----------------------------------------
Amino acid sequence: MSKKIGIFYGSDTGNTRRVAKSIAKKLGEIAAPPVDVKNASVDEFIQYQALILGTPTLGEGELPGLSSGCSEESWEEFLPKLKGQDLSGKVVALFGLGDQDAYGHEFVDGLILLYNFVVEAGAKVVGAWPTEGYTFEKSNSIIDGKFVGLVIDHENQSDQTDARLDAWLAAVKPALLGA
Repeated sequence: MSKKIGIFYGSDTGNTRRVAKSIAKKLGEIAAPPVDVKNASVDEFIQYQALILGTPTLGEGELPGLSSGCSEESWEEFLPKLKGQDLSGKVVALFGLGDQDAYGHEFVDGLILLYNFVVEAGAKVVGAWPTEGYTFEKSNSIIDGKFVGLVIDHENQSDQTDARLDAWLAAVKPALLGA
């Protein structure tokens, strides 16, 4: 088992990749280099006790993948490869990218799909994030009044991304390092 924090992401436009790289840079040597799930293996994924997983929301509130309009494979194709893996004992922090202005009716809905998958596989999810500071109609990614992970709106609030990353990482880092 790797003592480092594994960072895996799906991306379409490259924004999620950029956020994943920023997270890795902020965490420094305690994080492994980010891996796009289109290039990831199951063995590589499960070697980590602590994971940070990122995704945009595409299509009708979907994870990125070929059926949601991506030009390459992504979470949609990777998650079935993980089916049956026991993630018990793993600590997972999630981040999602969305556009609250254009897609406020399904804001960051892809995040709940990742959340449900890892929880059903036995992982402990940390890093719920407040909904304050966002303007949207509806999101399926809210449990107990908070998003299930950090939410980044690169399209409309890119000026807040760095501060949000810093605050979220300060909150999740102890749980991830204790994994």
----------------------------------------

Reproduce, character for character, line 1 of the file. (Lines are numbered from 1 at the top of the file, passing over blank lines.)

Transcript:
Amino acid sequence: MSKKIGIFYGSDTGNTRRVAKSIAKKLGEIAAPPVDVKNASVDEFIQYQALILGTPTLGEGELPGLSSGCSEESWEEFLPKLKGQDLSGKVVALFGLGDQDAYGHEFVDGLILLYNFVVEAGAKVVGAWPTEGYTFEKSNSIIDGKFVGLVIDHENQSDQTDARLDAWLAAVKPALLGA